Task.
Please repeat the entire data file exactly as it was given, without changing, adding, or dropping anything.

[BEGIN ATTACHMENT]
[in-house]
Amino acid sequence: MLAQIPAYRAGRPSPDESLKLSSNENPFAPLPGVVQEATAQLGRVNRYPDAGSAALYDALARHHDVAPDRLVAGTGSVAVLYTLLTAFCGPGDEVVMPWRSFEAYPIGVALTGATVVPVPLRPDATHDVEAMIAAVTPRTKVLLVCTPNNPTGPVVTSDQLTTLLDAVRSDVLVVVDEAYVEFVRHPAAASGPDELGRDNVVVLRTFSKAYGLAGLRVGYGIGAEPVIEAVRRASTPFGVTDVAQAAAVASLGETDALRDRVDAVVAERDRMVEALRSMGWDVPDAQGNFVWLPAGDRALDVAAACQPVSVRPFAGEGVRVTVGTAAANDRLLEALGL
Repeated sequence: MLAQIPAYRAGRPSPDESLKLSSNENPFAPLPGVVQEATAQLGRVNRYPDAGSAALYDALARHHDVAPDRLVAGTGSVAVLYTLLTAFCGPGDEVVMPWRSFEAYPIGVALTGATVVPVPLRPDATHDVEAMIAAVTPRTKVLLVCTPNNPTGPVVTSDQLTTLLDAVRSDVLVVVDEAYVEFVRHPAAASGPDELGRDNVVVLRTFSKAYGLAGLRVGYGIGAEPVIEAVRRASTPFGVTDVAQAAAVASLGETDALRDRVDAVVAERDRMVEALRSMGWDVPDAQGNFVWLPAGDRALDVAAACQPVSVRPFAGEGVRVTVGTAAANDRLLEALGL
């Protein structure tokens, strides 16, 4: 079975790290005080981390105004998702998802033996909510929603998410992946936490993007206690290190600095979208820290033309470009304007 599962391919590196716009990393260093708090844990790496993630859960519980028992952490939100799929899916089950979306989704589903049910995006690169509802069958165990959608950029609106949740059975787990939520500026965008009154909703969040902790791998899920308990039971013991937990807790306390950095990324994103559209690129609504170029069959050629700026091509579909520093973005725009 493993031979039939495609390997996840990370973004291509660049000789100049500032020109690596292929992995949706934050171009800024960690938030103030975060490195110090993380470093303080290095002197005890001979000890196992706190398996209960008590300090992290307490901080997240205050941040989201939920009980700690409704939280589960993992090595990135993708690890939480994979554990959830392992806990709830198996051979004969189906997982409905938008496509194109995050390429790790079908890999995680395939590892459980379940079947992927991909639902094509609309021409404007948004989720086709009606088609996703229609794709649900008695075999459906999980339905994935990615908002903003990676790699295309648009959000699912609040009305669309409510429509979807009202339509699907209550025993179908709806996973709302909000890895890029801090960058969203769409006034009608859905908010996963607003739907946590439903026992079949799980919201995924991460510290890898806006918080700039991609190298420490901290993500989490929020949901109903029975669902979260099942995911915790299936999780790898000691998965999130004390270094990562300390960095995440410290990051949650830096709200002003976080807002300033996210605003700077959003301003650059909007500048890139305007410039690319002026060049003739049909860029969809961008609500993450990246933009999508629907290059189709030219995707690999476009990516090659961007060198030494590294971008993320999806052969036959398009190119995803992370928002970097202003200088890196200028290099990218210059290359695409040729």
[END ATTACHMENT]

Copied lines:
[in-house]
Amino acid sequence: MLAQIPAYRAGRPSPDESLKLSSNENPFAPLPGVVQEATAQLGRVNRYPDAGSAALYDALARHHDVAPDRLVAGTGSVAVLYTLLTAFCGPGDEVVMPWRSFEAYPIGVALTGATVVPVPLRPDATHDVEAMIAAVTPRTKVLLVCTPNNPTGPVVTSDQLTTLLDAVRSDVLVVVDEAYVEFVRHPAAASGPDELGRDNVVVLRTFSKAYGLAGLRVGYGIGAEPVIEAVRRASTPFGVTDVAQAAAVASLGETDALRDRVDAVVAERDRMVEALRSMGWDVPDAQGNFVWLPAGDRALDVAAACQPVSVRPFAGEGVRVTVGTAAANDRLLEALGL
Repeated sequence: MLAQIPAYRAGRPSPDESLKLSSNENPFAPLPGVVQEATAQLGRVNRYPDAGSAALYDALARHHDVAPDRLVAGTGSVAVLYTLLTAFCGPGDEVVMPWRSFEAYPIGVALTGATVVPVPLRPDATHDVEAMIAAVTPRTKVLLVCTPNNPTGPVVTSDQLTTLLDAVRSDVLVVVDEAYVEFVRHPAAASGPDELGRDNVVVLRTFSKAYGLAGLRVGYGIGAEPVIEAVRRASTPFGVTDVAQAAAVASLGETDALRDRVDAVVAERDRMVEALRSMGWDVPDAQGNFVWLPAGDRALDVAAACQPVSVRPFAGEGVRVTVGTAAANDRLLEALGL
């Protein structure tokens, strides 16, 4: 079975790290005080981390105004998702998802033996909510929603998410992946936490993007206690290190600095979208820290033309470009304007 599962391919590196716009990393260093708090844990790496993630859960519980028992952490939100799929899916089950979306989704589903049910995006690169509802069958165990959608950029609106949740059975787990939520500026965008009154909703969040902790791998899920308990039971013991937990807790306390950095990324994103559209690129609504170029069959050629700026091509579909520093973005725009 493993031979039939495609390997996840990370973004291509660049000789100049500032020109690596292929992995949706934050171009800024960690938030103030975060490195110090993380470093303080290095002197005890001979000890196992706190398996209960008590300090992290307490901080997240205050941040989201939920009980700690409704939280589960993992090595990135993708690890939480994979554990959830392992806990709830198996051979004969189906997982409905938008496509194109995050390429790790079908890999995680395939590892459980379940079947992927991909639902094509609309021409404007948004989720086709009606088609996703229609794709649900008695075999459906999980339905994935990615908002903003990676790699295309648009959000699912609040009305669309409510429509979807009202339509699907209550025993179908709806996973709302909000890895890029801090960058969203769409006034009608859905908010996963607003739907946590439903026992079949799980919201995924991460510290890898806006918080700039991609190298420490901290993500989490929020949901109903029975669902979260099942995911915790299936999780790898000691998965999130004390270094990562300390960095995440410290990051949650830096709200002003976080807002300033996210605003700077959003301003650059909007500048890139305007410039690319002026060049003739049909860029969809961008609500993450990246933009999508629907290059189709030219995707690999476009990516090659961007060198030494590294971008993320999806052969036959398009190119995803992370928002970097202003200088890196200028290099990218210059290359695409040729």